Other Movies Seen By This Director (1)
- My Bloody Valentine
|08.23.06||Weird Wednesday|| So it's late... I've got my late nite disc spinning... time for some naive ramblings.|
To get it out of the way, this movie was a pretty stale teen comedy only made interesting by the fact that it kind of revolves around pinball. My buddy Steve loves pinball and I think he would really love to live in this universe forever. It's clear that 1980 was like the last huge wave of pinball... 1980 Also seems to be the pinnacle of women wearing no-bra tanktops and tight hot pants... i am NOT complaining... it was actually the most enjoyable aspect of the movie for me.
I guess that's being harsh. The crowd had a good time with this, lots of laughter, and there were some things... like the totally completely gay overtones with the main guys and the fact that the bad greaser biker guy was named Bert with an "e." To me, Bert is soo much cooler and funnier than burt. A while ago i wrote a short script starring a robot bartender and I came up with a reasonable acronym in order to name him B.E.R.T. (Brilliantly Efficient Robot Tender (hey, i didn't say "genius acronym," i said "reasonable)). Plus Lars had a pretty great intro where he said this movie might be completely horrible or it might be genius. He's not sure. It's pretty horrible until you start to realize that pinball extends to this bizarre existential metaphor... and then you see how the whole movie is just these kids letting inertia point them in a direction that they go until they hit something or bounce off someone and carom off in some other direction. It's true none of the people really DO anything in this movie... so when they finally get around to this pinball tournament near the end of the movie, and we see that the pinball game is called "Pinball Summer" with drawings of the movie's characters and vehicles on it... it all starts to make some sort of sense...
So... I dunno, I'd say this is a pretty mediocre movie only made fun by the audience.
Which really tripped me off into a thought tangent. I remember a college buddy of mine named Trapper... when we had various websites where we reviewed movies and DVDs and trailers, he'd always be the guy who liked something the rest of us hated. His standpoint would be like "well I'm sure someone likes this" and forgive an awful lot about a movie because someone worked hard to make it. I disagreed with him then, mostly to defend my scathing condemnation of some piece of crap, but as I sat in the theater tonight I realized that 2 or 3 years ago, I would totally completely hate this movie forever. And Trapper would probably say "well it was fun because we saw it with a good crowd that brought out the humor" and I'd probably disagree... and you know, I still can't let go of that difference between the quality of the movie and my enjoyment of it. I still think that there's some ultimate objectional quotient of quality that a movie ends up with... that's indisputable no matter what anyone says. Like a movie like Casablanca or Rushmore is just good. It's just plain good and if you don't like it, it's your fault. Aliens, if they came down and needed to use cinema to fuel their space ships, would pay more for Casablanca than Snake Eyes.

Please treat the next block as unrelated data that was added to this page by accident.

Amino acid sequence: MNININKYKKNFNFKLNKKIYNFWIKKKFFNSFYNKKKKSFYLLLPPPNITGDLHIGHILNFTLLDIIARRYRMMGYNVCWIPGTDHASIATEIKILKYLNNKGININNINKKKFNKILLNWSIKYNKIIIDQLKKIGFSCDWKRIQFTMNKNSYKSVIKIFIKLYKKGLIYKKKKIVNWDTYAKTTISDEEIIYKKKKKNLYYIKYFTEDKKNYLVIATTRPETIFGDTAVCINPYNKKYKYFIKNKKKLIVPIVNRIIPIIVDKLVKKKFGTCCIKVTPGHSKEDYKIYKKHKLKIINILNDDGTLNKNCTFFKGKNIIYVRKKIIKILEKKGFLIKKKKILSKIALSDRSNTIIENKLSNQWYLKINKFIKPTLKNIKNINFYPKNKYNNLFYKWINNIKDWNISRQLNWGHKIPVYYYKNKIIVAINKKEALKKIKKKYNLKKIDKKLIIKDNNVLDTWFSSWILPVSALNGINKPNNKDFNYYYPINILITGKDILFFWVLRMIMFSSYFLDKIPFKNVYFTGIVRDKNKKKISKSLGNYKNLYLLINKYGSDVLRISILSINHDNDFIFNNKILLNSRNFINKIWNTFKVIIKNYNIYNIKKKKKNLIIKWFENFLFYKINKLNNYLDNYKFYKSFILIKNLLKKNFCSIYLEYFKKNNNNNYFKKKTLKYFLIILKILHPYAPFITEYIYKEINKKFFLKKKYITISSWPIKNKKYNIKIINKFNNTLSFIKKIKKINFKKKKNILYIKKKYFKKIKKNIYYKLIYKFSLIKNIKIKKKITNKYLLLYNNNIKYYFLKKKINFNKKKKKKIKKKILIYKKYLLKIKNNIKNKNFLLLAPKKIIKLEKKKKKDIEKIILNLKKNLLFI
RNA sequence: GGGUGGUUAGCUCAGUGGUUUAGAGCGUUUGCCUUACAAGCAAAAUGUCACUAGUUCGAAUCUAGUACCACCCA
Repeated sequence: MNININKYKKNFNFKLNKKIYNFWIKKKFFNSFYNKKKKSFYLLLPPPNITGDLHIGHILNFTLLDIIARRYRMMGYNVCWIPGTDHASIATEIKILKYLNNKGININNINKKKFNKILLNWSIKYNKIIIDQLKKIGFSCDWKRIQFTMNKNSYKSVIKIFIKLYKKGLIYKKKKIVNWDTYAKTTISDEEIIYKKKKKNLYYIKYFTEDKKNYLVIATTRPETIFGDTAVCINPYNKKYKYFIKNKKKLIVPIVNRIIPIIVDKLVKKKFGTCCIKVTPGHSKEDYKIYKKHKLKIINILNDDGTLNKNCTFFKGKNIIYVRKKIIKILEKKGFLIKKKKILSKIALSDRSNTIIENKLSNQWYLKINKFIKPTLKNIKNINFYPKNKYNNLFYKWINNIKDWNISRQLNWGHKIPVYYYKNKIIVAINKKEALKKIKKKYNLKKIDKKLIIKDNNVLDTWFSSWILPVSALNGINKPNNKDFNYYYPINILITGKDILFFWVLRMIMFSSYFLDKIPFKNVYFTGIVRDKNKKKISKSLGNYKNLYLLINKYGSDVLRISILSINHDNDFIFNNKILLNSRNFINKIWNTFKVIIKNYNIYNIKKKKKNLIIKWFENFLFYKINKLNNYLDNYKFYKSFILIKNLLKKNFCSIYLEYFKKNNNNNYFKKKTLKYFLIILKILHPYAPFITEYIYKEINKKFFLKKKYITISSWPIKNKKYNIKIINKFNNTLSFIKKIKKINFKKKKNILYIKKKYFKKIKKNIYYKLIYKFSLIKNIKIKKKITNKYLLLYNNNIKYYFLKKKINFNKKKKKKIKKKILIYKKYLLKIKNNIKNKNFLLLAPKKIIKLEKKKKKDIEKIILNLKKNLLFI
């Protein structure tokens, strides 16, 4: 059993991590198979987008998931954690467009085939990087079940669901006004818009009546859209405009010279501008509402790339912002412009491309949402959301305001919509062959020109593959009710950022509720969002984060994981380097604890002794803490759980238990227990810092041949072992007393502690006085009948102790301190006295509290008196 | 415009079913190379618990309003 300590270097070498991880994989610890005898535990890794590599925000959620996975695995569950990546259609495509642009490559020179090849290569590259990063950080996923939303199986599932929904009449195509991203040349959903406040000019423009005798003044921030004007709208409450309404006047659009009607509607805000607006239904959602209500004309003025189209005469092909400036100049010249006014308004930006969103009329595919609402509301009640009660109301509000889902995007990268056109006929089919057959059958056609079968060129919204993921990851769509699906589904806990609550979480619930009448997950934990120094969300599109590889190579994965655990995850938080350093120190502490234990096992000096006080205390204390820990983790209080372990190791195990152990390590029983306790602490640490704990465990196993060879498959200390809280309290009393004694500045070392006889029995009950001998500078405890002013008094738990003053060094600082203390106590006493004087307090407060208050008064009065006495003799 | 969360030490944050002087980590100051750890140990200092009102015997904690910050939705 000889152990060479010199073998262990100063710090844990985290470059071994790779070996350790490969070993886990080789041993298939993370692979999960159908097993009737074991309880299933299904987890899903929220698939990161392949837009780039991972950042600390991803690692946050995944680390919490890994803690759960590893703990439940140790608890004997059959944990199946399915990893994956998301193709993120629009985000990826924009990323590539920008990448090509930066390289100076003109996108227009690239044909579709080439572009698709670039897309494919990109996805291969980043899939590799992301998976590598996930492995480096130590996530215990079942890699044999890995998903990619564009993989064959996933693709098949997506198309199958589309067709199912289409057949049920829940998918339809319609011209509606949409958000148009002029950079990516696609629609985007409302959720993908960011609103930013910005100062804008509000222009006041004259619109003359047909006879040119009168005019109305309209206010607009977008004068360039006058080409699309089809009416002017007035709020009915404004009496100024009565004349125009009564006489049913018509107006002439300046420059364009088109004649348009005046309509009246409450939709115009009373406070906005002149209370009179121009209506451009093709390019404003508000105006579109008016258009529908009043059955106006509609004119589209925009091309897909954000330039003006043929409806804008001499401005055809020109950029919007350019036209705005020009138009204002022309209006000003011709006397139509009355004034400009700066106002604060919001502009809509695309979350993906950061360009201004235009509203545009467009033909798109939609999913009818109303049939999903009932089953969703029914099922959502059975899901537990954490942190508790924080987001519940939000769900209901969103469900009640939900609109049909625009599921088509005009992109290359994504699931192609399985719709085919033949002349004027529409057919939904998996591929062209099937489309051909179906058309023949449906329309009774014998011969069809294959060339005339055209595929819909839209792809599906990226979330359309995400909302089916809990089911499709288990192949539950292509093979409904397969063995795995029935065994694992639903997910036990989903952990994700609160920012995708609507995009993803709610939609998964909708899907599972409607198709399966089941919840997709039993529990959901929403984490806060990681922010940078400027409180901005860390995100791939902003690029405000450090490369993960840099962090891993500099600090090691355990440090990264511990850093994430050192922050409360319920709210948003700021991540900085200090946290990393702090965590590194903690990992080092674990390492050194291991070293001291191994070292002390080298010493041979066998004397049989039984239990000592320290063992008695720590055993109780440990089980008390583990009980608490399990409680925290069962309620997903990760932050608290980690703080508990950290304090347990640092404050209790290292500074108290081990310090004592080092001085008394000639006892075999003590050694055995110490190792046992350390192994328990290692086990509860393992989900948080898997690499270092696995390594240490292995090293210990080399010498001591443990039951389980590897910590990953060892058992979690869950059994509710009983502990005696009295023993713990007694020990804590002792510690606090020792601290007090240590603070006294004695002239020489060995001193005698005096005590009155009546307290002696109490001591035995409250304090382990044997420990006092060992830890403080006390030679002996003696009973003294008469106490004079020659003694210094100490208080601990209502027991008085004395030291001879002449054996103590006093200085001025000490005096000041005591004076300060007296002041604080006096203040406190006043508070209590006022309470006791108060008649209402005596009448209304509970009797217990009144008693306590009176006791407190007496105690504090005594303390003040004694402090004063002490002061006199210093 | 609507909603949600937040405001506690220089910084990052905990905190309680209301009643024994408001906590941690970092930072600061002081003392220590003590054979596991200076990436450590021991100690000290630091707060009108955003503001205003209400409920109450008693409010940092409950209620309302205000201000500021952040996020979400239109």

But is that really true? One thing this past year of going to the Alamo pretty regularly and also in keeping this journal has shown me pretty clearly that it's hard to separate your experience from the movie. I still do it... like I'll call a movie shitty but say I like it, but most of the time I'll like something in spite of a bad audience or because of a good one... does that make the movie I liked in the room full of assholes better than the one I liked in the warm responsive one? Maybe, Maybe not... ok yes. yes it does... but the experience does factor.
I would not have liked Pinball Summer at all if I watched it alone in my apartment. No Chance.
But you know... this makes me think of something else. If the big reason why I enjoyed watching this movie tonight is to see the 1980 pinball and hotpants, does that mean in 20 years people will like movies like Armageddon and Enemy of the State because they'll get to see early CGI or "bad" performances circa the late 90s? I can't imagine Pinball Summer had many fans when it came out... I think 1980 people just thought it was a cheap sucky teen comedy.
Of course so much has changed with cinema itself to make movies of that era stand out in their own unique way... and I think a love of that era itself generates a lot of love nowadays... so maybe in a few decades, the movies coming out now will take on a collective identity that people go for then... so in essence the movies that I hated and argued with Trapper about will become the movie that I watch with a good crowd at a Weird Wednesday equivalent and have a good time with.
We're all just pinballs, man... bouncing off bumpers and cradling flippers until fate tilts the table.